Currently, Bemidji State is undergoing a recalibration assessment, with preliminary results expected in early 2011. “Programs and departments are submitting information about how they are distinctive, how they can be financially sustainable, how they’re unique,” says Bill Maki, Bemidji State’s vice president for finance and administration. This month, departments and programs are submitting proposals defending their relevance in 600 words or less.

Though universally accepted measures like cost-per-student are watched regularly, the actual decisions follow a process that, as Maki puts it, “will try to be more objective, but really will come down to our subjective decisions and how that relates to the university 5 to 10 years from now.”

Maki specifies the direction that Bemidji is headed toward: “Much of our enrollment growth has been in professional programs. We added a 4-year nursing program a few years ago and we’ve seen enrollment in online courses grow disproportionately.”

On the current trajectory of decreased higher education spending and increased tuition, Minnesota will continue to fall behind compared states. Nationally, Minnesota ranked 12th in 2001, but fell to 35th in 2006 for state funding.

If higher education is truly a priority, funding must be restored. Continued disinvestment undermines Minnesota’s human capital and long-term prosperity. After severe budget cuts and fiscal crisis, it might seem like a lofty goal, but we must work toward restoring the funding that made previous generations so valuable to Minnesota’s workforce.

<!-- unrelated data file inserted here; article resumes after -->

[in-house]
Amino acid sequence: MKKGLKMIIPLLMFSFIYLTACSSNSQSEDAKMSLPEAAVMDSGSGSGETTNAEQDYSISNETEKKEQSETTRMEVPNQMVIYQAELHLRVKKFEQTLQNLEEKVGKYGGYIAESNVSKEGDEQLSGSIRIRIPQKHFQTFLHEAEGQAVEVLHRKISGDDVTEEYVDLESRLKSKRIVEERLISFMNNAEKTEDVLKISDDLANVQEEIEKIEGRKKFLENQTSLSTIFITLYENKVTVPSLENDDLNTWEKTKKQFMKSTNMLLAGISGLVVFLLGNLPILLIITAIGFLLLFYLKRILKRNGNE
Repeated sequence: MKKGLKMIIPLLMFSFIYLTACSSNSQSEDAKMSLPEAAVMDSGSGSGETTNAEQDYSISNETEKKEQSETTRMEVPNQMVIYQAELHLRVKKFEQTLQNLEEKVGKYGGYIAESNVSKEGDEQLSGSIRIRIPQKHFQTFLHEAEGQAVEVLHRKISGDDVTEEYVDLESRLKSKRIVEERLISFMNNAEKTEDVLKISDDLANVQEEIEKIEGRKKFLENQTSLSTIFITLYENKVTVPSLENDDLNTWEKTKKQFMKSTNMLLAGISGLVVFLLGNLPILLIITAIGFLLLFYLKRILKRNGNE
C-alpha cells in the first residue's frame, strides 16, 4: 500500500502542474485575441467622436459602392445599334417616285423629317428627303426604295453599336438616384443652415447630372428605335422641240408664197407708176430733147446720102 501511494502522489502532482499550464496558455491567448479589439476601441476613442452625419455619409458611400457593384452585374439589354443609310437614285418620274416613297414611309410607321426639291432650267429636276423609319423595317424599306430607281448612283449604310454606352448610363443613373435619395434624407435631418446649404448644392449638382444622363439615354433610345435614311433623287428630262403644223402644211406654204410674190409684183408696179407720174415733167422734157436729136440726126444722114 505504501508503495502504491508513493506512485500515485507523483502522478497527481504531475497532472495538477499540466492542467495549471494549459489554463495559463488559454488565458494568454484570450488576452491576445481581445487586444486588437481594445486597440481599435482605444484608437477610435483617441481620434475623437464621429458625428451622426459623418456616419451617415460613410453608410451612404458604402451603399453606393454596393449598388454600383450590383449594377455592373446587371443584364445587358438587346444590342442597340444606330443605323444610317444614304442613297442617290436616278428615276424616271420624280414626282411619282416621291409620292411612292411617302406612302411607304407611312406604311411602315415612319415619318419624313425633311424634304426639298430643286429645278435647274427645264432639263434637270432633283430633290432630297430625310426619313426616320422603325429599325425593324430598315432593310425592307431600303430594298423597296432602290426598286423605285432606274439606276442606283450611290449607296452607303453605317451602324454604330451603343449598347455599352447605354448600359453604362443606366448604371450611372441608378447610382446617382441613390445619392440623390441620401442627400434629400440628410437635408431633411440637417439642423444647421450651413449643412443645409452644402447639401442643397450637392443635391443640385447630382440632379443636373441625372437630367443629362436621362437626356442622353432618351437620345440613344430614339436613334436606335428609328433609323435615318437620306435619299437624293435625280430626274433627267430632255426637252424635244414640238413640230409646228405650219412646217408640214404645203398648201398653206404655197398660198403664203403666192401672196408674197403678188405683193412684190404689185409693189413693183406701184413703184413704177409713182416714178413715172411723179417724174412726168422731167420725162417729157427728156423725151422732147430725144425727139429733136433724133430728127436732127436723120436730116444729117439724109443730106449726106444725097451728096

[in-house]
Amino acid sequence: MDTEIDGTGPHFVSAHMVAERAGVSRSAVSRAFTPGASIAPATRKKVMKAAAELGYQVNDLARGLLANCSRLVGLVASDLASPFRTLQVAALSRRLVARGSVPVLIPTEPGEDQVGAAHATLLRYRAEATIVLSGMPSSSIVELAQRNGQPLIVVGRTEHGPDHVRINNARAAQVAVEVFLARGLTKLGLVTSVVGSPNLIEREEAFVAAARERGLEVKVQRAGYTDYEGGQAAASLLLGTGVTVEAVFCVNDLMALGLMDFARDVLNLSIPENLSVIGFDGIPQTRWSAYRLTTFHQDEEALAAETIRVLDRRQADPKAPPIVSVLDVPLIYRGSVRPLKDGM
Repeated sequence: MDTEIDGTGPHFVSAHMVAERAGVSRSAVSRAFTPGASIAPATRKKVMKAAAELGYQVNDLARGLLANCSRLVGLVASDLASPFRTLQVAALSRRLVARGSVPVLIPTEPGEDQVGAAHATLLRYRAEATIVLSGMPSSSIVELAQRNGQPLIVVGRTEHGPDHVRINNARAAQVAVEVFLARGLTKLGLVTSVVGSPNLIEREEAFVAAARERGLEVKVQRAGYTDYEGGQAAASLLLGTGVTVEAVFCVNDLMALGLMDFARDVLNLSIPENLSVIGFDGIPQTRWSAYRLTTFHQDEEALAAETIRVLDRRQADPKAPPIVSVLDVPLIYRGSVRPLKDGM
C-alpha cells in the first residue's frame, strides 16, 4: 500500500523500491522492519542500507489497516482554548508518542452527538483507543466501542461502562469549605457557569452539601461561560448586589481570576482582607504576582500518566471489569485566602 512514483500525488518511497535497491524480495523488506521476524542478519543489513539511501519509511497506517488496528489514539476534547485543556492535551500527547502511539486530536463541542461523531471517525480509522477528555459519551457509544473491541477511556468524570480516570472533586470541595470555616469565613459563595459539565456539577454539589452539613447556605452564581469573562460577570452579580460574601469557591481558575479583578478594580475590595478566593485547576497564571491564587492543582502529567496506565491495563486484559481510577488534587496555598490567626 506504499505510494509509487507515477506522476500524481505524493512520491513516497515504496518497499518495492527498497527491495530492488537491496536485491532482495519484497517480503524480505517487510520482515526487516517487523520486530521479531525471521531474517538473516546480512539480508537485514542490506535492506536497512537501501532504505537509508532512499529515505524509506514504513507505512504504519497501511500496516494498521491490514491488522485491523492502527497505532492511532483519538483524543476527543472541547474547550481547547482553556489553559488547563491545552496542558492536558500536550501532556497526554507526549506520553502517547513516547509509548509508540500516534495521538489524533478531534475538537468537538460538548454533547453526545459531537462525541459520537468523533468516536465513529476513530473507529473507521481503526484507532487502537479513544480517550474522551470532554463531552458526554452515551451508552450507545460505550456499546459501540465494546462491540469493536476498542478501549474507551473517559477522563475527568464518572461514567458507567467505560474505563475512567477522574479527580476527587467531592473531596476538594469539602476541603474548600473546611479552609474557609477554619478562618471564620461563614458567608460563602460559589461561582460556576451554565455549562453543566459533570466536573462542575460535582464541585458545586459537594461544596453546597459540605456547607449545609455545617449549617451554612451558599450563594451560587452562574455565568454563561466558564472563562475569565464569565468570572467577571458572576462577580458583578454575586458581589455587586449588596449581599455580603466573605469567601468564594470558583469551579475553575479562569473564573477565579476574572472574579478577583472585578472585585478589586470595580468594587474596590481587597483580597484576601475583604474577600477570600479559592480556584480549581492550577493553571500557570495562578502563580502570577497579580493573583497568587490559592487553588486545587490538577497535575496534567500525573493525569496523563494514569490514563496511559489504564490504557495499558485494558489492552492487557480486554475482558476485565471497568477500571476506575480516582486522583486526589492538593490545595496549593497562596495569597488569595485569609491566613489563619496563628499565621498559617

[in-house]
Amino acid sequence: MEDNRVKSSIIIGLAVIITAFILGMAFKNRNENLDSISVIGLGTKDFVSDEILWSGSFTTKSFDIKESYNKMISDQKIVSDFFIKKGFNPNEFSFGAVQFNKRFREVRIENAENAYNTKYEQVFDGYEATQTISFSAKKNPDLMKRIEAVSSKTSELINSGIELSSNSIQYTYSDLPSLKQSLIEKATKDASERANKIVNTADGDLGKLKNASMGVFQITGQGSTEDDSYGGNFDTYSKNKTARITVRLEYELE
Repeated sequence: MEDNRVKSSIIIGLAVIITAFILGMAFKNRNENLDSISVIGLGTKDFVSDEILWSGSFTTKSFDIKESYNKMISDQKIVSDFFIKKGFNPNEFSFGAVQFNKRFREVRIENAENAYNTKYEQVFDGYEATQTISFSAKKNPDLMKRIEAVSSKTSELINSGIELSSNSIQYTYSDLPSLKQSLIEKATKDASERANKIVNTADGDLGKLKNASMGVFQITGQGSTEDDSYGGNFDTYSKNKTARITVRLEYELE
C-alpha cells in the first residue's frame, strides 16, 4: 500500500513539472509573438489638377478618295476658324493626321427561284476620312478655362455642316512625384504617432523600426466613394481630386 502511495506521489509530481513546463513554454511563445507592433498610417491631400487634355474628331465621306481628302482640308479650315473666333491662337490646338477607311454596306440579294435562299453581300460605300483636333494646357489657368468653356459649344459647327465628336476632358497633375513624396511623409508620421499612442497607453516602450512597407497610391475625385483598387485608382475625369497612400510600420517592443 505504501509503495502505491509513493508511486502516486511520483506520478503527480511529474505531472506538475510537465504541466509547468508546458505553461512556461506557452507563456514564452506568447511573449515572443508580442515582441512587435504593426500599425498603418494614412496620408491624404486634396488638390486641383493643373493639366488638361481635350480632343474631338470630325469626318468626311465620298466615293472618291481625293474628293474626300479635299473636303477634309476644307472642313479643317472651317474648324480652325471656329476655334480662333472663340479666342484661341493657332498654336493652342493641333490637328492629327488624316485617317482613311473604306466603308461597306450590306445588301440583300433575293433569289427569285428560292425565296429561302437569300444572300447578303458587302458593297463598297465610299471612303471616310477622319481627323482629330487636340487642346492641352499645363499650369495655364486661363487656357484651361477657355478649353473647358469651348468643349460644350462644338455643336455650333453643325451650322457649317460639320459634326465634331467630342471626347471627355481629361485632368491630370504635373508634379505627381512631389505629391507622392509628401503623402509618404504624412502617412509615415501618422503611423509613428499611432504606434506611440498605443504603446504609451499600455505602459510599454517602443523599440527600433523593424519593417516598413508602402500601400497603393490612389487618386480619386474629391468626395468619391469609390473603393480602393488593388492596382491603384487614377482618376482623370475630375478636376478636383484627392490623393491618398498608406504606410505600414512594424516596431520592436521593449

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2 Comments:

  • Mike Downing says:

    December 11, 2010 at 4:47 pm

    Have universities or colleges ever considered pricing an education inversely to the need in society? For example, the U.S. is in desperate need of chemists, mathematicians and engineers. What if universities or colleges priced these degrees much lower than degrees in sociology, psychology, law, etc.?

    Our free enterprise system is based on incentives. China & India are graduating many more scientists & engineers than the U.S. This novel education pricing may be a way to sustain our high standard of living.

  • Mike Kelly says:

    December 14, 2010 at 10:06 am

    If the degree the person is seeking, does not have a track record of after college income to justify the student student loans made to them by unscrupulous bankers.  The bankers should be charged with knowingly making unsound loans,having very little chance of being repaid.  Remember colleges private or public are in a business to make money some are well managed.